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15 JULY 2020

ICSA president Edmond Phelan has welcomed the appointment of Dara Calleary as Minister for Agriculture Food and the Marine. “ICSA looks forward to forging a strong working relationship with Minister Calleary with a focus on delivering economic sustainability to cattle and sheep farmers along with environmental benefits to all.”

“ICSA is adamant that a suckler based application for EU Protected Geographical Indication (PGI) is vital for the survival of that sector. Suckler beef must be developed and promoted as a special high value product it is vital to farmers in the west of Ireland especially the Ministers own constituency, and ICSA will be vigorously opposing the inclusion of all beef in the pursuit of such a protected status.”

“As a priority, the Minister must deliver total transparency in the food chain and ensure that neither processor nor retailer can abuse their dominant positions. To this end ICSA is insisting the promised Food Ombudsman is installed without delay. Farmers are continuously striving to be more efficient but every incremental gain in efficiency is stolen by an unregulated processing and retailing sector driving down farmgate price, and this must change.”

“A new REPS type scheme is also a must. ICSA is calling for a trebling of the current GLAS budget to facilitate such a scheme, given the numbers of farmers it would hope to attract. An annual budget of €750m, or three times the current GLAS budget, would be the minimum required. It is no longer acceptable to expect farmers to do more on climate change without the resources to do so.”

“A new and improved Sheep Welfare Scheme must also be a top of the agenda for the Minister. The scheme is coming to an end and we must have something in place to replace it. However, it is clear the funding will need to be significantly increased from 2021 onwards. The sheep sector has not been supported enough and viability within the sector has become a major issue and can no longer be ignored.”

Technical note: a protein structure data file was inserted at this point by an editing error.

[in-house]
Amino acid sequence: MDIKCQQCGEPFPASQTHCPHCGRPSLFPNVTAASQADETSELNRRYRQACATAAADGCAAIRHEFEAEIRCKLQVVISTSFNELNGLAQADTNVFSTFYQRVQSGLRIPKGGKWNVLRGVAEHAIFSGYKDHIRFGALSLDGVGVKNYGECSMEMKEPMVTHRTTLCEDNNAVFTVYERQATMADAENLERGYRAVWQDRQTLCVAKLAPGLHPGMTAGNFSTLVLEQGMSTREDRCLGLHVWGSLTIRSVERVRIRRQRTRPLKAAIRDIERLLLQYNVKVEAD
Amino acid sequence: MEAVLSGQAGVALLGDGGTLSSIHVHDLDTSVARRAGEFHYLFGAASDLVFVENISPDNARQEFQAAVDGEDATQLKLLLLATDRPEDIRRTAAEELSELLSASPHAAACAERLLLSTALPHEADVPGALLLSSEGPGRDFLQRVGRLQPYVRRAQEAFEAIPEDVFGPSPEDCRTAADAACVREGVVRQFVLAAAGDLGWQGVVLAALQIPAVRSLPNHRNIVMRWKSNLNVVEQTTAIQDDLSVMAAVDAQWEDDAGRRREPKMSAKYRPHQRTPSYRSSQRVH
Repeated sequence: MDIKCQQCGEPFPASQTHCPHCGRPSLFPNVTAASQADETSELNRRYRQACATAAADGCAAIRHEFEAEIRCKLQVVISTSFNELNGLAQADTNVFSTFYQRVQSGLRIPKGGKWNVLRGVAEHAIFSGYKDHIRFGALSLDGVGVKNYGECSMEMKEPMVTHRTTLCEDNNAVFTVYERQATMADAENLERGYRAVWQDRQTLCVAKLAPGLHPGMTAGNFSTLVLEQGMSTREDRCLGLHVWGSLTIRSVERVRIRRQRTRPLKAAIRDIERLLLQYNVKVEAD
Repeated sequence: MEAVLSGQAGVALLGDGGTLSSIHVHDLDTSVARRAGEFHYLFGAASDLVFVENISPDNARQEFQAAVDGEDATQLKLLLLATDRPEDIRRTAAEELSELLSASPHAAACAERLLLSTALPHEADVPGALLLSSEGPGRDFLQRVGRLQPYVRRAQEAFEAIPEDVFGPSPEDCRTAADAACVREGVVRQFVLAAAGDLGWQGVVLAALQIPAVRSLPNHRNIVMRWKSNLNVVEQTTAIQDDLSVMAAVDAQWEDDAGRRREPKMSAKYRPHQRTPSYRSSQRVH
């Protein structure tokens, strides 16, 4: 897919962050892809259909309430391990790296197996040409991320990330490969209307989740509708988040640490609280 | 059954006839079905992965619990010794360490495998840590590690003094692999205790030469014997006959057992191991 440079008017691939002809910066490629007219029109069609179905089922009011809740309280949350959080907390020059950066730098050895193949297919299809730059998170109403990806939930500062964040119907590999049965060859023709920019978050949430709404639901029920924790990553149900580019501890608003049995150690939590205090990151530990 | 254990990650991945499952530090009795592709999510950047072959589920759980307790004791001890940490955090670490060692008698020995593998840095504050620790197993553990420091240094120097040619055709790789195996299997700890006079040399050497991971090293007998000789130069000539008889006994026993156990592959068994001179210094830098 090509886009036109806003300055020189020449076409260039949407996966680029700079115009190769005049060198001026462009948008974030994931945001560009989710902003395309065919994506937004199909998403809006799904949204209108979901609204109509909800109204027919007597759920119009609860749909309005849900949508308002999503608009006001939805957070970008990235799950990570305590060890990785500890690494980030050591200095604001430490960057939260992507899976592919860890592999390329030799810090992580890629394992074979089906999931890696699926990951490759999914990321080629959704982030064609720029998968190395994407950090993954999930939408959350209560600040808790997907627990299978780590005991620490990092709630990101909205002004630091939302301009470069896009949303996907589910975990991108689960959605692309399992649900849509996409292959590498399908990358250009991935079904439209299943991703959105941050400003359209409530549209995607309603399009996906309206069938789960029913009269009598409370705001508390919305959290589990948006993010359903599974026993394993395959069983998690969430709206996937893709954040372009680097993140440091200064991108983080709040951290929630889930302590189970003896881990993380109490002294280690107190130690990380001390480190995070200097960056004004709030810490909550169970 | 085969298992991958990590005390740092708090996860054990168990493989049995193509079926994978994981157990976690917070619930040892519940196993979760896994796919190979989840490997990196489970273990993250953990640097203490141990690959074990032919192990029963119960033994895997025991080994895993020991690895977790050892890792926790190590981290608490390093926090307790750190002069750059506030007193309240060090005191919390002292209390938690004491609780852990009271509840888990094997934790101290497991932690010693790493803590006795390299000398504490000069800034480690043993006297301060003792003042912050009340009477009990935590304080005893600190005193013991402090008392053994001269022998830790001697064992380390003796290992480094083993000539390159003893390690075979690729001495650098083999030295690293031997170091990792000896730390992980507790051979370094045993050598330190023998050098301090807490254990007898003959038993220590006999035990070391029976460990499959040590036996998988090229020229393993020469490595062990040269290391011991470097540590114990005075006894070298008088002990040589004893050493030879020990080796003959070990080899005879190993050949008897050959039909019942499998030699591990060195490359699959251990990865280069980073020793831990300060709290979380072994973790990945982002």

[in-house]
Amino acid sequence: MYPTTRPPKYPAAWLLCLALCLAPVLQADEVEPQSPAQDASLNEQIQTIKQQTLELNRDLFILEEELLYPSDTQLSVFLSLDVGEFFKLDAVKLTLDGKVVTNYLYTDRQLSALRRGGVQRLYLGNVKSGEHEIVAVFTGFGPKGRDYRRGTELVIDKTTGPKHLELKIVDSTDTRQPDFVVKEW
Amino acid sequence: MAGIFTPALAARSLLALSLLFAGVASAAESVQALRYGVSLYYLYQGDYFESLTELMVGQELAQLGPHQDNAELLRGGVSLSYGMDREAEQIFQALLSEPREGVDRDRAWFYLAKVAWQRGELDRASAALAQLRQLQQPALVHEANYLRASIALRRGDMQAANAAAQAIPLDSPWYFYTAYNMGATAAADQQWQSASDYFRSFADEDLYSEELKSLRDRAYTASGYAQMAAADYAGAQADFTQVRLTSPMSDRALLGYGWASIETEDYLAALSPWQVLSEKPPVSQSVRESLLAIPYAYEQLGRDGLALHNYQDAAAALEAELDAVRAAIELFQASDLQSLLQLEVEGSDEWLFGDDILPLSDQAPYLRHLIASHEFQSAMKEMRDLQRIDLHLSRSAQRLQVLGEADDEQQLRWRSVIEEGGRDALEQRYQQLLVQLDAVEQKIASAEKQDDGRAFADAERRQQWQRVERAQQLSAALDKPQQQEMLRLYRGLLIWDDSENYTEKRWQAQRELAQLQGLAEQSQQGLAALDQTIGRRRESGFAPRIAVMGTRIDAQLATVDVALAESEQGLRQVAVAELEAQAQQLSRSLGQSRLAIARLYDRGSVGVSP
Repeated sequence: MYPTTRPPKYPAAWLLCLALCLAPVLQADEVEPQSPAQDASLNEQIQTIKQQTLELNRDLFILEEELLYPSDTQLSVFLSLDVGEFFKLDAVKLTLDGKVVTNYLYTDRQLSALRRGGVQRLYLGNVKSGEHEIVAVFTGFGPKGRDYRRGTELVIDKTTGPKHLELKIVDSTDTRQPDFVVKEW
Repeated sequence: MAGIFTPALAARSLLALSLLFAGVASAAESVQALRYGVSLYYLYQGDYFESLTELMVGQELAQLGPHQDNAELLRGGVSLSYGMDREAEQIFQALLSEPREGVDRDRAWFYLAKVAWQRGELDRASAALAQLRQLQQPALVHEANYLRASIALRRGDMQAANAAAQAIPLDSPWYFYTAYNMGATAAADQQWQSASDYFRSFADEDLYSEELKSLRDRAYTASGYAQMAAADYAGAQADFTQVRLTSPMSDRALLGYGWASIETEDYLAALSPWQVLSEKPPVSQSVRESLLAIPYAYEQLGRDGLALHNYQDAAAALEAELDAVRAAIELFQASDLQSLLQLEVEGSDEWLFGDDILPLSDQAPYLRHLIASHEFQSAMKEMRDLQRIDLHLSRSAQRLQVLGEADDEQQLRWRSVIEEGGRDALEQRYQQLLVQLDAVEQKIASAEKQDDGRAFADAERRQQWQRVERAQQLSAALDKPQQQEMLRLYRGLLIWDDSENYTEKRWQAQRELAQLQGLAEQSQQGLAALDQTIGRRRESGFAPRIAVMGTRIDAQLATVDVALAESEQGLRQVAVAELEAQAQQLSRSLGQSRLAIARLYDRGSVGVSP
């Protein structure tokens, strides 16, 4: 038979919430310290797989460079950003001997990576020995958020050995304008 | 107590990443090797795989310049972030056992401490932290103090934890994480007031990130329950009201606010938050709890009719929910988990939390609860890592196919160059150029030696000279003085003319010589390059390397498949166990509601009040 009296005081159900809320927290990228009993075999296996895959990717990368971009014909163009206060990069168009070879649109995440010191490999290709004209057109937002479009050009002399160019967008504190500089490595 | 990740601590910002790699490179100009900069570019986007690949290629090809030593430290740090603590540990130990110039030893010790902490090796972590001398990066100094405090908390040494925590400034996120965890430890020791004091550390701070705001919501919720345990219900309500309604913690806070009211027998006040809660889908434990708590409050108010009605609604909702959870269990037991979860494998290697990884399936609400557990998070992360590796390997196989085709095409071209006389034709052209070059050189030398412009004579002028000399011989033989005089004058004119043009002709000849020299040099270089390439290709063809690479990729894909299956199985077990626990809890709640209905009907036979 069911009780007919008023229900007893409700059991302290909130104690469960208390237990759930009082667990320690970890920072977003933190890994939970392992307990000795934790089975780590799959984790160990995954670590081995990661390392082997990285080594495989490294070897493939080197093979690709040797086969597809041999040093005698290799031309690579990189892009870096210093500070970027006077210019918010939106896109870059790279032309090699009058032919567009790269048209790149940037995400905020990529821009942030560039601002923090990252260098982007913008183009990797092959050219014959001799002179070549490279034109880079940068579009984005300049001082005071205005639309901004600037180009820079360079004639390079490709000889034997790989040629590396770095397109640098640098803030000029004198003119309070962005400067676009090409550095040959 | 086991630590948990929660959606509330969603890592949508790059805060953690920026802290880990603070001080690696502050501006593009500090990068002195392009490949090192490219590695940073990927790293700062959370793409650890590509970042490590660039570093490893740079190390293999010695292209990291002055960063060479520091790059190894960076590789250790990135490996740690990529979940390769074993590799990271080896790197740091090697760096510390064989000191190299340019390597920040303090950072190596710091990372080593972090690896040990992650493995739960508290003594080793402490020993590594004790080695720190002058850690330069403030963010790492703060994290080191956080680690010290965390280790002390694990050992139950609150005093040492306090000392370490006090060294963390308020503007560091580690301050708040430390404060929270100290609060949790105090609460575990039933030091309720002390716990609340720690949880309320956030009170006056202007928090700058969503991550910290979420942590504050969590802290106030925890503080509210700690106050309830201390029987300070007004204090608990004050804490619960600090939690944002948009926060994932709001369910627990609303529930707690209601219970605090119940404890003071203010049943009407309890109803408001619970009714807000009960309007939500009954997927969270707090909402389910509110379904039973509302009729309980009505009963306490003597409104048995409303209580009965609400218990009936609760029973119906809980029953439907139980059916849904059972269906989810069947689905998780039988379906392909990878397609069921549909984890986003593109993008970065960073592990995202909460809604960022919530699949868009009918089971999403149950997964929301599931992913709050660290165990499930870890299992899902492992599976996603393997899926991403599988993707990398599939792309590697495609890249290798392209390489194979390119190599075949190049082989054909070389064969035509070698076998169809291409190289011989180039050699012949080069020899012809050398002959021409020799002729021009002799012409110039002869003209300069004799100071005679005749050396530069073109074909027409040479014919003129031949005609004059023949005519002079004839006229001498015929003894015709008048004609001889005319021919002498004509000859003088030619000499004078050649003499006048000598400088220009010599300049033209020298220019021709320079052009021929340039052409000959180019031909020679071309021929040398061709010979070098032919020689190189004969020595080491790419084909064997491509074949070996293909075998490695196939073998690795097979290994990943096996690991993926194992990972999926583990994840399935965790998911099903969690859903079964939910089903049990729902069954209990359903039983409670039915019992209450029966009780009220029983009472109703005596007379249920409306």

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MINISTER COWEN MUST COMMIT TO NEW ORGANICS SCHEME

10 JULY 2020

ICSA Organics chair Fergal Byrne has called on the Minister for Agriculture Barry Cowen to give an assurance that the Organics Scheme will roll over into 2021. “Ireland now has over 1,700 organic farmers and the focus must be on building those numbers. The current Organics Scheme comes to an end for most participants at the end of this year, and ICSA is looking for a commitment that the scheme will continue and be improved upon,” he said.

“The Organics sector needs considerable new investment if it is to expand in any meaningful way. The EU Farm to Fork strategy contains an EU wide target of 25% (in terms of the area farmed) to be set aside for organic farming by 2030. This is an ambitious target and one that makes it clear we need to do so much more when it comes to Organics.”

“ICSA wants to see farmers from all sectors given the opportunity to move to organic farming and for them to be given the necessary support to do so. The last call for applications under the Organics Scheme prioritised the tillage, dairy and horticulture sectors, while cattle and sheep farmers were side-lined. ICSA does not want to see a repeat of this, and all farmers prepared to make the switch to organic farming must be facilitated through a new and improved Organics Scheme.”

ICSA is proposing that increasing the payment per hectare to €250 is warranted for full symbol Organic farmers, with a conversion payment of €300/ha for those transitioning to organics. “This would both encourage farmers to switch their systems and give them the best opportunity to succeed with the scheme.”

ICSA also wants to ensure that actions in any future REPS type scheme do not overlap with actions in the Organics Scheme. “This could result in farmers having to choose between the two schemes and would be detrimental in the long run. Organic farmers must be given equal opportunity to join REPS and get paid for both schemes.”

The protein premium for whole crop beans of €100/acre must also be revisited. “The current payment for protein crops is too limiting and out of step with the current practices of organic farmers. ICSA is proposing that both mixed cropping and combi crops with pea, barley and oat mixes are included under protein payments.”

“All of these efforts must be underpinned by a strategy to further develop markets for organic produce. Consumer studies across Europe suggest that the market opportunity is far greater than the size of the supply. There can be no justification for a country that prides itself on its Origin Green strategy to be such an under performer in the Organics sector.”